Acts 10: 34-48: A divinely interrupted sermon.

34 Then Peter began to speak: ‘I now realise how true it is that God does not show favouritism 35 but accepts from every nation the one who fears him and does what is right. 36 You know the message God sent to the people of Israel, announcing the good news of peace through Jesus Christ, who is Lord of all. 37 You know what has happened throughout the province of Judea, beginning in Galilee after the baptism that John preached – 38 how God anointed Jesus of Nazareth with the Holy Spirit and power, and how he went around doing good and healing all who were under the power of the devil, because God was with him. 39 ‘We are witnesses of everything he did in the country of the Jews and in Jerusalem. They killed him by hanging him on a cross, 40 but God raised him from the dead on the third day and caused him to be seen. 41 He was not seen by all the people, but by witnesses whom God had already chosen – by us who ate and drank with him after he rose from the dead. 42 He commanded us to preach to the people and to testify that he is the one whom God appointed as judge of the living and the dead. 43 All the prophets testify about him that everyone who believes in him receives forgiveness of sins through his name.’ 44 While Peter was still speaking these words, the Holy Spirit came on all who heard the message. 45 The circumcised believers who had come with Peter were astonished that the gift of the Holy Spirit had been poured out even on Gentiles. 46 For they heard them speaking in tongues[a] and praising God. Then Peter said, 47 ‘Surely no one can stand in the way of their being baptised with water. They have received the Holy Spirit just as we have.’ 48 So he ordered that they be baptised in the name of Jesus Christ. Then they asked Peter to stay with them for a few days.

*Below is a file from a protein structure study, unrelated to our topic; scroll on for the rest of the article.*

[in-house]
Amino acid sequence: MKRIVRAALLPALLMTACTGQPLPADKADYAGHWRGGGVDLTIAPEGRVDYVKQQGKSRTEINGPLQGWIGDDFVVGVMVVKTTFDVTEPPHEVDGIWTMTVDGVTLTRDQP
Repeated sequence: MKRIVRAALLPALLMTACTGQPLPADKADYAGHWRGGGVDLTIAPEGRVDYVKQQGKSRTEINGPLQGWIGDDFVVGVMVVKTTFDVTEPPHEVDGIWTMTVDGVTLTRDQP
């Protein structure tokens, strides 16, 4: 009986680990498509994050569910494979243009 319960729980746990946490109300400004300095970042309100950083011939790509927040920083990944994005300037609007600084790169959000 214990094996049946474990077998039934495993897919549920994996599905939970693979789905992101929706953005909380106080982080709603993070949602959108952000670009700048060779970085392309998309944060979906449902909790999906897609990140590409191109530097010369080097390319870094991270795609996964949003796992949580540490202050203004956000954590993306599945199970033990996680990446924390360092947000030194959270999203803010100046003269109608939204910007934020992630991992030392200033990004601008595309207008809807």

The key learning for Peter was that God will accept Gentiles as well as Jews (34,35). That’s the essential message here, and we have walked through the process of a dawning new understanding with the apostle in recent days. It’s not about people earning God’s approval by their goodness. They must come ‘’through Jesus Christ’’ (36; and see also 43) as Peter goes on to assert; and He is ‘’Lord of all’’ (underlining mine). He is not just Lord of the Jews; He can also be the Lord of Gentile people. This was the fresh conviction that carried him to Cornelius’ door. In speaking to these Gentiles, Peter could refer to their prior knowledge of certain things: ‘’You know…You know…’’ (36, 37). Nevertheless, he recapitulated the glorious, the thrilling essential facts of the gospel (37-43). He was an eye-witness of these matters (39), as were others, and ‘’commanded…to preach…’’ (39, 42). It is significant that the apostles ‘’ate and drank with him after he rose from the dead’’ (41b). It shows that although Jesus was different in His resurrection state, He was no ghost. He was still human (Luke 24:41, 42).

When the church receives the same anointing that Jesus received, we can do the works He did, and greater ones (in quantity). May the world be able to see that God is with us. Speaking personally, I would love to have the Holy Ghost interrupt my preaching again and again (44). The reception of the Spirit was all the evidence needed that these Gentile people had truly repented and believed.

Thought: ‘I read in a book that a man called Christ went about doing good. It is very disconcerting to me that I am so easily satisfied with just going about.’ Toyohiko Kagawa